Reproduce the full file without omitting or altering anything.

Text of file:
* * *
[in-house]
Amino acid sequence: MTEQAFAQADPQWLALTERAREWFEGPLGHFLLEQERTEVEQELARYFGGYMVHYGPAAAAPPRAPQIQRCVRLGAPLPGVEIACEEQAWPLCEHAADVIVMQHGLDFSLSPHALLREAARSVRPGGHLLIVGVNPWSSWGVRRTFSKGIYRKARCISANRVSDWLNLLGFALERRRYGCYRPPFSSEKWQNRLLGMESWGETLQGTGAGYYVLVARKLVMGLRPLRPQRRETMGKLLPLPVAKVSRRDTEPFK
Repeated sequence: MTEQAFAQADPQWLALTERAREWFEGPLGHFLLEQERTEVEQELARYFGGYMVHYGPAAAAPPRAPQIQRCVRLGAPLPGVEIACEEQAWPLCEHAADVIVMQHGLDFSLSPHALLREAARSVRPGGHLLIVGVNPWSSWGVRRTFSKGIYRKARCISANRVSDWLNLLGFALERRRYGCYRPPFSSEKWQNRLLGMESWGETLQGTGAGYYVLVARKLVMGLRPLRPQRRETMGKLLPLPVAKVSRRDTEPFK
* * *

[in-house]
Amino acid sequence: MTEQAFAQADPQWLALTERAREWFEGPLGHFLLEQERTEVEQELARYFGGYMVHYGPAAAAPPRAPQIQRCVRLGAPLPGVEIACEEQAWPLCEHAADVIVMQHGLDFSLSPHALLREAARSVRPGGHLLIVGVNPWSSWGVRRTFSKGIYRKARCISANRVSDWLNLLGFALERRRYGCYRPPFSSEKWQNRLLGMESWGETLQGTGAGYYVLVARKLVMGLRPLRPQRRETMGKLLPLPVAKVSRRDTEPFK
Repeated sequence: MTEQAFAQADPQWLALTERAREWFEGPLGHFLLEQERTEVEQELARYFGGYMVHYGPAAAAPPRAPQIQRCVRLGAPLPGVEIACEEQAWPLCEHAADVIVMQHGLDFSLSPHALLREAARSVRPGGHLLIVGVNPWSSWGVRRTFSKGIYRKARCISANRVSDWLNLLGFALERRRYGCYRPPFSSEKWQNRLLGMESWGETLQGTGAGYYVLVARKLVMGLRPLRPQRRETMGKLLPLPVAKVSRRDTEPFK